Federal Rental Assistance Programs: How to Find Help

Bryan Miller
Published Sep 25, 2023

The federal government offers a number of rental assistance programs to help those struggling to find affordable housing. With rents skyrocketing and housing prices pushing many buyers out of the market, the struggle to find affordable rental housing continues to be a growing problem.
Income requirements for these programs are set at state and local levels because the average income and cost of housing vary so greatly from region to region. Anyone interested in determining if they qualify for housing assistance will need to contact their local or state housing agency to assess whether their income level meets local standards.

Start with Housing Counseling Services

Before wading into the murky waters of different rental assistance programs all alone, those looking for rental assistance might consider contacting a nearby housing counseling service. These Department of Housing and Urban Development (HUD) participating agencies have been providing housing counseling services for more than 50 years.
Though these counseling services are not available in every community, each state generally will have several authorized counseling agencies that can provide assistance via telephone if they are not located near where the renter lives.
Housing counseling agencies can be found by searching by ZIP code or state on the HUD website.

HUD Rental Assistance Programs

HUD-sponsored rental assistance programs operate through state and local public housing agencies with programs offered for low-income individuals or families, Native Americans, the elderly, and persons with disabilities. The three basic programs offered by these public housing agencies are:  

  • Public housing: Some 3,300 public housing agencies across the country offer housing, from single-family homes to large apartment complexes, that serves approximately 1.2 million households. Rent is based upon gross income with different factors involved, but rent will never total more than 30 percent of a person's or family's gross income.
  • Subsidized housing: HUD also works with a network of privately owned properties that agree to provide reduced rents for eligible renters. These owners often receive tax credits or subsidies that allow them to accept a lower rent while still maintaining adequate facilities for low-income, elderly, Native American, or renters with disabilities.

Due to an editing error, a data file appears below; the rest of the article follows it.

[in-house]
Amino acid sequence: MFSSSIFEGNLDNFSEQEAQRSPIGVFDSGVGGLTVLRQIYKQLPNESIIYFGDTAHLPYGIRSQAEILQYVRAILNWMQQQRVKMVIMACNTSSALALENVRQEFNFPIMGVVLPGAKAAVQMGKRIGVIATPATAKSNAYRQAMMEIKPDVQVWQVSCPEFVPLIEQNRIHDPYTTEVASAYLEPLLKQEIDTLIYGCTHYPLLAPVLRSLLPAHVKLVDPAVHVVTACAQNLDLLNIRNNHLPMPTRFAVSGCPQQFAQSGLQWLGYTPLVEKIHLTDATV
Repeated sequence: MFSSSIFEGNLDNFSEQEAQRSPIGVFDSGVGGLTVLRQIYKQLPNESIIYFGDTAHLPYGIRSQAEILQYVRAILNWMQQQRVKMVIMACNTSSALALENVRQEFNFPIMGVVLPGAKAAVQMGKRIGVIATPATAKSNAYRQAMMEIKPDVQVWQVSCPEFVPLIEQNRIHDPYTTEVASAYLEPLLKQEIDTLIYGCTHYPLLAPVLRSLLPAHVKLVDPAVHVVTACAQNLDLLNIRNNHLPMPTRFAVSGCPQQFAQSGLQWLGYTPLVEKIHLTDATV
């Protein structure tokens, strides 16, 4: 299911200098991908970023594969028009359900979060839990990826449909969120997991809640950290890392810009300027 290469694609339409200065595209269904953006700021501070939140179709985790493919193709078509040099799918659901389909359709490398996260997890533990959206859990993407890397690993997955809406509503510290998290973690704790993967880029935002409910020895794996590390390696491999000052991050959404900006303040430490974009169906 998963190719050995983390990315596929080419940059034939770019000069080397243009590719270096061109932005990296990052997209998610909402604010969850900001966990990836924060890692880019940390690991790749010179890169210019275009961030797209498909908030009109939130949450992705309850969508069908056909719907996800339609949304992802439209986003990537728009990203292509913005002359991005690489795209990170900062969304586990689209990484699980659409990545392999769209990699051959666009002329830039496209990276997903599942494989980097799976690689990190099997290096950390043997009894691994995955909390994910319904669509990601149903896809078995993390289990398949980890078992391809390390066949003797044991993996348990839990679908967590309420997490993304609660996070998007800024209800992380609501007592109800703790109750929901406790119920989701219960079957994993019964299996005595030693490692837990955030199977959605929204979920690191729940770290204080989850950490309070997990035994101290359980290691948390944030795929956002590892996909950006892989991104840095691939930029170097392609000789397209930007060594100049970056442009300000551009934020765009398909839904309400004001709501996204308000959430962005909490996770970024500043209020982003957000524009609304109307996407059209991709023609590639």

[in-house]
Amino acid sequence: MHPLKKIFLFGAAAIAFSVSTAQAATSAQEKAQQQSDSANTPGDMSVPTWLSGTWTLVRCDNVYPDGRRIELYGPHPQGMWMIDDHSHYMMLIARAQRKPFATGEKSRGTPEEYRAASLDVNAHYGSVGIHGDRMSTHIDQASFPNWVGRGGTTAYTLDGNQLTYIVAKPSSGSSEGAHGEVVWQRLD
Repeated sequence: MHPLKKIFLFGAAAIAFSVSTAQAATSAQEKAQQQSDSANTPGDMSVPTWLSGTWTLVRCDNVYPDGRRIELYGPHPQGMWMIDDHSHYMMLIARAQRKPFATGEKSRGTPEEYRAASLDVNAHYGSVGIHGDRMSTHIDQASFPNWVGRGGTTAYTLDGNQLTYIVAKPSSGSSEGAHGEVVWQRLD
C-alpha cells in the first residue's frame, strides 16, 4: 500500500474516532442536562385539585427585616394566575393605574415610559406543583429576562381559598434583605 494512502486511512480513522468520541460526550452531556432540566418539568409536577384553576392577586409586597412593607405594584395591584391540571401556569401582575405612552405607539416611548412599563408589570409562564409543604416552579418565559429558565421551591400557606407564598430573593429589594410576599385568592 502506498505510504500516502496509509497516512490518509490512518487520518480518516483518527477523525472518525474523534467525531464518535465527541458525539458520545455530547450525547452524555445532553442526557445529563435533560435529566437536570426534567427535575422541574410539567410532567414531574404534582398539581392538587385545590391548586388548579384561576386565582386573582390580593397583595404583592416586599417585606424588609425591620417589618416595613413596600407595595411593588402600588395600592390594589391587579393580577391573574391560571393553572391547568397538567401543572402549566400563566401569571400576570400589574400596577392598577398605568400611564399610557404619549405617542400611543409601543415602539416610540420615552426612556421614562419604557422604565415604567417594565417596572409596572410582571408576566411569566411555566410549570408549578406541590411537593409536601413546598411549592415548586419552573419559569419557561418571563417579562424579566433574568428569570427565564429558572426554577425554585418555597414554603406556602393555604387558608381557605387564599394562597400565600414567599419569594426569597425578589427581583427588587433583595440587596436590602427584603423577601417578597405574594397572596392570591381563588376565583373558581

• Housing voucher program: Also known as Section 8, the housing voucher program provides a voucher to the renter to find any private rental unit within the jurisdiction of the public housing agency the renter applies through. Before approving a location, the agency will ensure the rent the landlord seeks is reasonable for the facility and the location. If the rent is more than the voucher, the tenant will pay the difference.

HUD also provides inspections of all properties involved in the three rental programs to ensure low-income residents are provided with adequate housing and landlords are not taking advantage of the system.

For public and subsidized housing, HUD performs inspections every 1-3 years, depending upon how well the units have been maintained during previous inspections. For the housing voucher program, HUD requires an inspection before the tenant is allowed to rent the unit and then provides inspections every 1-2 years after that.

Emergency Rental Housing Assistance

During the pandemic, the federal government approved additional money for emergency rental assistance. This money was distributed through states with the assistance intended to end when the money was completely given out.

Several states were able to extend the program into the summer of 2022, but by the end of July, any unspent funds were required to be sent back to the U.S. Treasury Department. The treasury has agreed to send those remaining funds to tribes, tribally designated housing agencies, and Hawaiian home land programs through September with the requirement that the money is spent by the end of December.

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